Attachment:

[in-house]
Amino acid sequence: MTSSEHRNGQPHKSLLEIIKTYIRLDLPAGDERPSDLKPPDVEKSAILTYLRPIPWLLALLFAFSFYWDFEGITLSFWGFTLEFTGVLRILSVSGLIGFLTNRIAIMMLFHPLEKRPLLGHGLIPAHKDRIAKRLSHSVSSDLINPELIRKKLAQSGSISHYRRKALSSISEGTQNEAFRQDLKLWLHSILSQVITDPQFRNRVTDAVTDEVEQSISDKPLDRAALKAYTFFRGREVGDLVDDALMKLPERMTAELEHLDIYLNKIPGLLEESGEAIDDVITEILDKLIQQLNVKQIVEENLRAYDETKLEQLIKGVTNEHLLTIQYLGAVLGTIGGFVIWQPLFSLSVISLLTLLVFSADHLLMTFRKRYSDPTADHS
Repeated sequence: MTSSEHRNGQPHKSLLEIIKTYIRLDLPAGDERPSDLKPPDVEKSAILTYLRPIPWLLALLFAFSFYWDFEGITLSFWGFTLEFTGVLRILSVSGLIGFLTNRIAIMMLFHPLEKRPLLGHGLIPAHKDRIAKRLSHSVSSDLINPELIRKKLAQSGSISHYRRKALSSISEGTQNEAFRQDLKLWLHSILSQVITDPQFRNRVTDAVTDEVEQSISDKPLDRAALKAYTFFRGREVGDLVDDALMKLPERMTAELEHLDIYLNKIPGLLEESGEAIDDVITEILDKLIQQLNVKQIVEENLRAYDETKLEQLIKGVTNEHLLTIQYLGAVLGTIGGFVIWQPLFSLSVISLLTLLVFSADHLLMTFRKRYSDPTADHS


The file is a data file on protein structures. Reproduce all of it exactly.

[in-house]
Amino acid sequence: MTSSEHRNGQPHKSLLEIIKTYIRLDLPAGDERPSDLKPPDVEKSAILTYLRPIPWLLALLFAFSFYWDFEGITLSFWGFTLEFTGVLRILSVSGLIGFLTNRIAIMMLFHPLEKRPLLGHGLIPAHKDRIAKRLSHSVSSDLINPELIRKKLAQSGSISHYRRKALSSISEGTQNEAFRQDLKLWLHSILSQVITDPQFRNRVTDAVTDEVEQSISDKPLDRAALKAYTFFRGREVGDLVDDALMKLPERMTAELEHLDIYLNKIPGLLEESGEAIDDVITEILDKLIQQLNVKQIVEENLRAYDETKLEQLIKGVTNEHLLTIQYLGAVLGTIGGFVIWQPLFSLSVISLLTLLVFSADHLLMTFRKRYSDPTADHS
Repeated sequence: MTSSEHRNGQPHKSLLEIIKTYIRLDLPAGDERPSDLKPPDVEKSAILTYLRPIPWLLALLFAFSFYWDFEGITLSFWGFTLEFTGVLRILSVSGLIGFLTNRIAIMMLFHPLEKRPLLGHGLIPAHKDRIAKRLSHSVSSDLINPELIRKKLAQSGSISHYRRKALSSISEGTQNEAFRQDLKLWLHSILSQVITDPQFRNRVTDAVTDEVEQSISDKPLDRAALKAYTFFRGREVGDLVDDALMKLPERMTAELEHLDIYLNKIPGLLEESGEAIDDVITEILDKLIQQLNVKQIVEENLRAYDETKLEQLIKGVTNEHLLTIQYLGAVLGTIGGFVIWQPLFSLSVISLLTLLVFSADHLLMTFRKRYSDPTADHS